- Multiple-Input Multiple-Output (MIMO) Channel Concepts - H-matrix, sampled signal model, channel normalization, full-correlation matrix, channel rank, diversity measure, multipath richness, degrees-of-freedom, channel capacity
- MIMO Channel Models - The i.i.d model, the Kronecker model, the Key-hole model, Weichselberger model, geometry based channel models
- Antenna-Channel Interaction Characterization - Mean effective gain, bounds on MEG, effective and apparent diversity gain, optimal antenna radiation patterns
- Environment- and System-Specific Propagation Channels - indoor, outdoor, indoor-to-outdoor, car-to-car, femto-, pico-, micro- and macro-cell propagation channels
- Channel Measurement Techniques - Time-domain methods, frequency-domain methods, spatially resolved methods
- Channel Estimation, Statistical Inference and Model Selection - Beamforming, ESPRIT, Capon's beamformer, Akaike information criterium, tests for gaussianity
Intended learning outcomes
After the completion of the course the student shall
- become familiar with the fundamental physical laws as well as empirical relationships governing wireless propagation channels and be able of applying them to model a given practical wireless propagation scenario,
- acquire a physical and mathematical understanding of the basic properties of multipath wireless channels in terms of their temporal, spatial and spectral properties and be able of applying them to the analyzing and modeling of realistic propagation channels,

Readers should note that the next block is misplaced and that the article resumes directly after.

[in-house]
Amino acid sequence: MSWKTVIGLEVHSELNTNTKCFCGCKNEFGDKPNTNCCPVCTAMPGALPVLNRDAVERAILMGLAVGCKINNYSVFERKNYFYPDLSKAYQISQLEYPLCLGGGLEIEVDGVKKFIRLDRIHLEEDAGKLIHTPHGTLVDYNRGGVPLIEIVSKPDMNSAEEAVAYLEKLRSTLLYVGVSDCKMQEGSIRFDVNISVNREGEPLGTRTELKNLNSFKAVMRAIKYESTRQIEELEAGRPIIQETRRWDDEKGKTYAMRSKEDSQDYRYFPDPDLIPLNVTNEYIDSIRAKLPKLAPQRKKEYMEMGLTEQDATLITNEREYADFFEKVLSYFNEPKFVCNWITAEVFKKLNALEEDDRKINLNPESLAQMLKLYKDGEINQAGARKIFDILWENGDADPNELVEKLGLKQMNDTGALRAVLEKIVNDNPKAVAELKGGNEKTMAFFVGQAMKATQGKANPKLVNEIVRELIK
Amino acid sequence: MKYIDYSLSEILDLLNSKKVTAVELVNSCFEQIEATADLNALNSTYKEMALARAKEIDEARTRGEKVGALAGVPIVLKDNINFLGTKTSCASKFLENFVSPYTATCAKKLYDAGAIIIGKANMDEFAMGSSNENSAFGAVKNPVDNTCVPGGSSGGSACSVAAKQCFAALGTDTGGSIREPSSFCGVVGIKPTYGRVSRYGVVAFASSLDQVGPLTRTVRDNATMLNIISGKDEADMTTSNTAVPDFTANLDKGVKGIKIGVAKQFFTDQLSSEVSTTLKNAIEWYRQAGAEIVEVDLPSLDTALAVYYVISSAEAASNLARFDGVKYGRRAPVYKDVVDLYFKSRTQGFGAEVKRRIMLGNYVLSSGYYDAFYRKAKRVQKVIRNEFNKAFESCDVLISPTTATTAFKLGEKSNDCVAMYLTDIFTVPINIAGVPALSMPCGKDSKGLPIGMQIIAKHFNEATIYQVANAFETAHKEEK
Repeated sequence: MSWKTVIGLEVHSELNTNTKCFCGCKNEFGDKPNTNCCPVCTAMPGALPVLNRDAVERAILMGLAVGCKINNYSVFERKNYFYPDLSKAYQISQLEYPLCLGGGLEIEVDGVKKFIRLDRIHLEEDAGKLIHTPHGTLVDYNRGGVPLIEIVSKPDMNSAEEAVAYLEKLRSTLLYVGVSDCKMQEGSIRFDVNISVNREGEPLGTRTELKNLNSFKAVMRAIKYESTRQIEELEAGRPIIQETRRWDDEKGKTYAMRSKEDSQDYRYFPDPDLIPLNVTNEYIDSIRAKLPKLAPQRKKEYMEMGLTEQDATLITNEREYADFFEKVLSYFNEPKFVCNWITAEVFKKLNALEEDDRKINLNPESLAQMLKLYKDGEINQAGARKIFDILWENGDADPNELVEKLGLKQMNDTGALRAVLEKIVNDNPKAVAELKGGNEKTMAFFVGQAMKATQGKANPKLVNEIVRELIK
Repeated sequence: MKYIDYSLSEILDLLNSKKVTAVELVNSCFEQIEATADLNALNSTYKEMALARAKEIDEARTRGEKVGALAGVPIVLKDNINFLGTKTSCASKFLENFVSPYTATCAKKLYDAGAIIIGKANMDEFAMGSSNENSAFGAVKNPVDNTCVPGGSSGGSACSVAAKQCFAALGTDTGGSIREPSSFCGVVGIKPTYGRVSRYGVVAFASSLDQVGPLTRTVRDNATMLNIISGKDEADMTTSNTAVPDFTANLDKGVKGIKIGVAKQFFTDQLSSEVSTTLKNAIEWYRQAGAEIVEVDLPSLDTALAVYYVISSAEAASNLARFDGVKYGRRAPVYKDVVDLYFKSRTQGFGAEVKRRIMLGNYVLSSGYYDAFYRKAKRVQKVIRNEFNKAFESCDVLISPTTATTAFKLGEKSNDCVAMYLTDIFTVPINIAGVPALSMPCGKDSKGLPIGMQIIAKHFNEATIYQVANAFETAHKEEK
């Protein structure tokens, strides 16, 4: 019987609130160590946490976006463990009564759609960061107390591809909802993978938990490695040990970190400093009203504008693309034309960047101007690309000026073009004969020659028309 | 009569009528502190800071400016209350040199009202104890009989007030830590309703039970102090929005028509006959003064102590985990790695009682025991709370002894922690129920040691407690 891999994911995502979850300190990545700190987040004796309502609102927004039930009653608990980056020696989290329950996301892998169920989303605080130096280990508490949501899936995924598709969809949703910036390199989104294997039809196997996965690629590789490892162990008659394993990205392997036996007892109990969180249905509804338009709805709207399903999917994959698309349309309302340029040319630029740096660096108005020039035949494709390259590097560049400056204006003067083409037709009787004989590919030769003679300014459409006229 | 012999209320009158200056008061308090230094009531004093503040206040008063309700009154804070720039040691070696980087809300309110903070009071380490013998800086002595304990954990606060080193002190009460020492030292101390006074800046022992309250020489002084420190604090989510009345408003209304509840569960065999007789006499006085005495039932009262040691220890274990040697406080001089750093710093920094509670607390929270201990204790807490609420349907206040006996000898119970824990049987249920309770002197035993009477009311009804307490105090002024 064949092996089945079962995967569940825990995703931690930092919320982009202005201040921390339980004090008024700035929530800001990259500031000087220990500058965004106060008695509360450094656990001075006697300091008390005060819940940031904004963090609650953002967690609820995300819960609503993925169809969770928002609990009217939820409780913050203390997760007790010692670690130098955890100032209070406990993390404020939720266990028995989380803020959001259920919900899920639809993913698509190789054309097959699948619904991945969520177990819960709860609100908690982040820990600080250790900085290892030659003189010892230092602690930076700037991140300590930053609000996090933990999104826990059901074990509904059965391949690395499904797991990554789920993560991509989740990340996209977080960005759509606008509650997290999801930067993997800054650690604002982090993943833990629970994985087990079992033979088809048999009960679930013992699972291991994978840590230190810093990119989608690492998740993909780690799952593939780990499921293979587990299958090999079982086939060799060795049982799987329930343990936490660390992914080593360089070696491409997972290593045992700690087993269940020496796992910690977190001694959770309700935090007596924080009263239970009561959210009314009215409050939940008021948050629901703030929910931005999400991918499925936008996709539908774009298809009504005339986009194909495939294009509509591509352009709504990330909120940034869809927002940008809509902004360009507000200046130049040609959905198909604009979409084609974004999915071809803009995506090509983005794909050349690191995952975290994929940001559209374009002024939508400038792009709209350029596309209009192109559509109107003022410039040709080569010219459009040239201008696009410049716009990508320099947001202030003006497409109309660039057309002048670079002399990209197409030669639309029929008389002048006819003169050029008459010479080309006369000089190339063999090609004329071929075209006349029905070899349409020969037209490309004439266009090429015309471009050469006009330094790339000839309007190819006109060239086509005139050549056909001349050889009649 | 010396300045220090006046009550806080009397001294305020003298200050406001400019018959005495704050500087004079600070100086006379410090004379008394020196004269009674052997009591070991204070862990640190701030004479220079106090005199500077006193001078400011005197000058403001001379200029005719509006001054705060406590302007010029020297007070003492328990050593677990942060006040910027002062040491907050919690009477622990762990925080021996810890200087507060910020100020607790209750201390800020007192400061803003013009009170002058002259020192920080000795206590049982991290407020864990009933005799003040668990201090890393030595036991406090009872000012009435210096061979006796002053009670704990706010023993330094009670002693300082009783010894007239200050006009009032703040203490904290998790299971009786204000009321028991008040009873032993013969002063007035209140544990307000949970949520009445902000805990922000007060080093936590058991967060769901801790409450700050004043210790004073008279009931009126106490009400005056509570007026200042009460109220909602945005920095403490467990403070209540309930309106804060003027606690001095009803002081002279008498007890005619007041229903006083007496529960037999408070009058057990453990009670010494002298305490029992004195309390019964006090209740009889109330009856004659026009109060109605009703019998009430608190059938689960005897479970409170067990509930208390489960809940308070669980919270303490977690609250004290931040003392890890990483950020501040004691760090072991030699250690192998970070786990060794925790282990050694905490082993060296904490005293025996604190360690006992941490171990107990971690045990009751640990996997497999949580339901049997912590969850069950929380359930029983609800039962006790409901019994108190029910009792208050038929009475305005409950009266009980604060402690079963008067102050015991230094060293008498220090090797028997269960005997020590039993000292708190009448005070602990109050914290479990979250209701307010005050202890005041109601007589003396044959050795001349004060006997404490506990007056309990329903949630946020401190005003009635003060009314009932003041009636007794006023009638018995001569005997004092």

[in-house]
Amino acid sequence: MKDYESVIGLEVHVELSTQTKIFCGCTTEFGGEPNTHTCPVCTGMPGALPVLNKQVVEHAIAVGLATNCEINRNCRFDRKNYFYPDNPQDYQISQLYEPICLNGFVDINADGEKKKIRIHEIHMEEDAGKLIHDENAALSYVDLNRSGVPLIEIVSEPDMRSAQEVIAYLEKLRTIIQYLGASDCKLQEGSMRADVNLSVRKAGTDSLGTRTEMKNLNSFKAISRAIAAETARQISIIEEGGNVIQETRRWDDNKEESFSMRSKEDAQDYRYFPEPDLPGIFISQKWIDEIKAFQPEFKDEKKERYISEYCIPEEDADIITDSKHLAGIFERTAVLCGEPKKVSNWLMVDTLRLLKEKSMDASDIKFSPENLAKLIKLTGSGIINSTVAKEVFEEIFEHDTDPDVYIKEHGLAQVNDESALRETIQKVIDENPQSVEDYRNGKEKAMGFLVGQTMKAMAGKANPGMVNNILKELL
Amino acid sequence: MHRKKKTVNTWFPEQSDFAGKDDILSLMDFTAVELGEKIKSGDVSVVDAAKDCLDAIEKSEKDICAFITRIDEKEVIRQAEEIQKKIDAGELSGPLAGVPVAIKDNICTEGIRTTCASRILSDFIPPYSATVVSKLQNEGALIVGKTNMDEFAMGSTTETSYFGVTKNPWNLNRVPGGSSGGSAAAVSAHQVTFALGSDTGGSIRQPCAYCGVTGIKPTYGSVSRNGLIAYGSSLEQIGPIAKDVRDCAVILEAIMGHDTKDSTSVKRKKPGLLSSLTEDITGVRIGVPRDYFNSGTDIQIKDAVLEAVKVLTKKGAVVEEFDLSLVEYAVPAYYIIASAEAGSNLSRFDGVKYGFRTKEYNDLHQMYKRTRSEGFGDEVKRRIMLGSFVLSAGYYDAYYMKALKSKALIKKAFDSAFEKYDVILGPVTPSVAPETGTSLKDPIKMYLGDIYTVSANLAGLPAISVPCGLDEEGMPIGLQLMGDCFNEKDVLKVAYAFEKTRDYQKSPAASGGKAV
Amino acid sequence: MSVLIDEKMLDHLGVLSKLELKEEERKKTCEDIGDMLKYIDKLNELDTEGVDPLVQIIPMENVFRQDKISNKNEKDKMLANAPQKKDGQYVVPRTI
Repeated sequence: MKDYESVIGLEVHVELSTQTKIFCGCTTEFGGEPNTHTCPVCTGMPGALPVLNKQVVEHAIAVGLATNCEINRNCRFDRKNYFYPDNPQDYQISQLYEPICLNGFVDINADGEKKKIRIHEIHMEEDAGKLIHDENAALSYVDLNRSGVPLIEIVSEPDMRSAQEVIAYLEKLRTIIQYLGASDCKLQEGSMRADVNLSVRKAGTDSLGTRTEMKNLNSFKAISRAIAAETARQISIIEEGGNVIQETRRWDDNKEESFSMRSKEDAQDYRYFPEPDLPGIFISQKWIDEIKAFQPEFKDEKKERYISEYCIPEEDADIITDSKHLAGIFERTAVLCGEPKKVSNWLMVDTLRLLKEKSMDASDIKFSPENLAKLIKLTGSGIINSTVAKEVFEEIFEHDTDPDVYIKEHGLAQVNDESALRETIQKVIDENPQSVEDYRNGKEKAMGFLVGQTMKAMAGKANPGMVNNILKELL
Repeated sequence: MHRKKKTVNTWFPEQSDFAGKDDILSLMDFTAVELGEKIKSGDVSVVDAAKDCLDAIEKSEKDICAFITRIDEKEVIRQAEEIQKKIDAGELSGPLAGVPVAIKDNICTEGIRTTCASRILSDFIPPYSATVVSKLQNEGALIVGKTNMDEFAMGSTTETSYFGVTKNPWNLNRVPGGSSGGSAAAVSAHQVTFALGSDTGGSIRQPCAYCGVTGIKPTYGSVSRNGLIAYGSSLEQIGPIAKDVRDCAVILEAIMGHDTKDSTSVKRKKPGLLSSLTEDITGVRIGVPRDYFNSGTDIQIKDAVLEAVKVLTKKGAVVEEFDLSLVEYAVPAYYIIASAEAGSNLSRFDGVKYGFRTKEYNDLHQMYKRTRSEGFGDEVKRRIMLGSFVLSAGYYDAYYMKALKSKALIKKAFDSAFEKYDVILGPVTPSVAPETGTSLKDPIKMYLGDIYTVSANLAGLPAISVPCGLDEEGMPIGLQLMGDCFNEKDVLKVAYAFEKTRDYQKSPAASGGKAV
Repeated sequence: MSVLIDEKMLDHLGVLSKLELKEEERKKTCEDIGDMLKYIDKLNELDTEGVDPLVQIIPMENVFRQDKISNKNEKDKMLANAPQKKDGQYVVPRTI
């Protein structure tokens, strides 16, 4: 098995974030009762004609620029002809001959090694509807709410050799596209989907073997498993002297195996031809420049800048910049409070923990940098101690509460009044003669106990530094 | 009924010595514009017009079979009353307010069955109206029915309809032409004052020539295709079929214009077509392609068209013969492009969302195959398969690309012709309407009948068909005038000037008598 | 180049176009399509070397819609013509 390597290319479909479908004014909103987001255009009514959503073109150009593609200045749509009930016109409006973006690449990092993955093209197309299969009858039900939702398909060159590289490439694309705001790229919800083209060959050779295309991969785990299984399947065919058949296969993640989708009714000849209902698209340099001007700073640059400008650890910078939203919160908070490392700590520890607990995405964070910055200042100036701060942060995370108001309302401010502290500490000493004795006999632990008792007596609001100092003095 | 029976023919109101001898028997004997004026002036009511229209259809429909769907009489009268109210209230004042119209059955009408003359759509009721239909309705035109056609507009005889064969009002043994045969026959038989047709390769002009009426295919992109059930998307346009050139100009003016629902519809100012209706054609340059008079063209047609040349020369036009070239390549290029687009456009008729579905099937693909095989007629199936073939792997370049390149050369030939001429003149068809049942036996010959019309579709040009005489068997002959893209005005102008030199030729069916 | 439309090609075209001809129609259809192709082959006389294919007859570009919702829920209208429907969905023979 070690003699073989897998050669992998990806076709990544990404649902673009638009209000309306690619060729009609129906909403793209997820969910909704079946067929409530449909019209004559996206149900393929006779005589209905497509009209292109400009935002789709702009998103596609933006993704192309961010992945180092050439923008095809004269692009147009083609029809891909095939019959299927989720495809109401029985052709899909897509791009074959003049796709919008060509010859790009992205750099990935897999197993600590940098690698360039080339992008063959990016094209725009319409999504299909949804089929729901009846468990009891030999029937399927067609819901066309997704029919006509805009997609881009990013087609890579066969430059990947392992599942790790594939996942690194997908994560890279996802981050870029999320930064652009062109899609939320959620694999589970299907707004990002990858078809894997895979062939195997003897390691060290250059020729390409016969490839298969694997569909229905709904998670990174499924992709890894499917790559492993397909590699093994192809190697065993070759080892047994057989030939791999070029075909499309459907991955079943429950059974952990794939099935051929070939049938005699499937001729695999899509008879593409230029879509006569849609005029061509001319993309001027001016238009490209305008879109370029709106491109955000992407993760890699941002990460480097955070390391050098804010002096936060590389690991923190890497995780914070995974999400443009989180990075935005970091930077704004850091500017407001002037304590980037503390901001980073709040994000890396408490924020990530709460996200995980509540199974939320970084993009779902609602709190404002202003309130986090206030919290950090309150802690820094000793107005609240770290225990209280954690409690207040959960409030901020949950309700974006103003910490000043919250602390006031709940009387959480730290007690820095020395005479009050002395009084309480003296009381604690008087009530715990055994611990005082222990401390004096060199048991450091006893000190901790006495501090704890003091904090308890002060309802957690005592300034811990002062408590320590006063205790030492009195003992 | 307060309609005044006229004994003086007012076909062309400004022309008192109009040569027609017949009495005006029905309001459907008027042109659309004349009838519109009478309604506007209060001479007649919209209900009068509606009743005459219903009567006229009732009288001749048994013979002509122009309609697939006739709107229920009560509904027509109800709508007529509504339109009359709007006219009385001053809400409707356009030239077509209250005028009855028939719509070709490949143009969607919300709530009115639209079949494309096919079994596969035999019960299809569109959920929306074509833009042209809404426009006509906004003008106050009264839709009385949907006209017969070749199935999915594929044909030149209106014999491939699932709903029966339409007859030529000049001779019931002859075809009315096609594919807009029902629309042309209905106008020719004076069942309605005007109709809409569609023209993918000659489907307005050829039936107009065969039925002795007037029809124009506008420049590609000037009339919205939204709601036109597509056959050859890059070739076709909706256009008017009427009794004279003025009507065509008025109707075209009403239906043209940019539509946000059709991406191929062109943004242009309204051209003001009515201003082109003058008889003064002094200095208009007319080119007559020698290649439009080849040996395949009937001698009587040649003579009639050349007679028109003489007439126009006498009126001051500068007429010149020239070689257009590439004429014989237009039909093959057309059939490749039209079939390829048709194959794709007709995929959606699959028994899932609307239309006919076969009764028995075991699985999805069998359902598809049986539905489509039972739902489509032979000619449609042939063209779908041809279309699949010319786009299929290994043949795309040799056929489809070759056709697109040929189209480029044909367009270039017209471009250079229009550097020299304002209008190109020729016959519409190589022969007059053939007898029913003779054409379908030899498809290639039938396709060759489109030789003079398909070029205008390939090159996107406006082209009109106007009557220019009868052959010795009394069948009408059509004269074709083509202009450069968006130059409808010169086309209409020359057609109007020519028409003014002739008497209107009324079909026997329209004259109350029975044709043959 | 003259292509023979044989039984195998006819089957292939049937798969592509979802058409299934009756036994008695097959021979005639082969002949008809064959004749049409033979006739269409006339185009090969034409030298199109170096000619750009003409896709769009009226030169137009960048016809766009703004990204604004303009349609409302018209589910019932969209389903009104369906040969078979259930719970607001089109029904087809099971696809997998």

- understand the antenna-channel interaction principles and be able of applying them to the optimization of the performance of a wireless system over multipath channels according to given criteria, e.g., Multiple-Input Multiple-Output (MIMO) link capacity or diversity gain maximization,
- be able to find and use relevant technical literature to solve problems requiring wireless channel modeling.
Lectures and problem solving seminars. In total there will be 25 sessions and each of them will be 2 hours long.
Literature and preparations
- Linear algebra
- Complex analysis
- Vector calculus
- Probability theory
- Basic electromagnetic field theory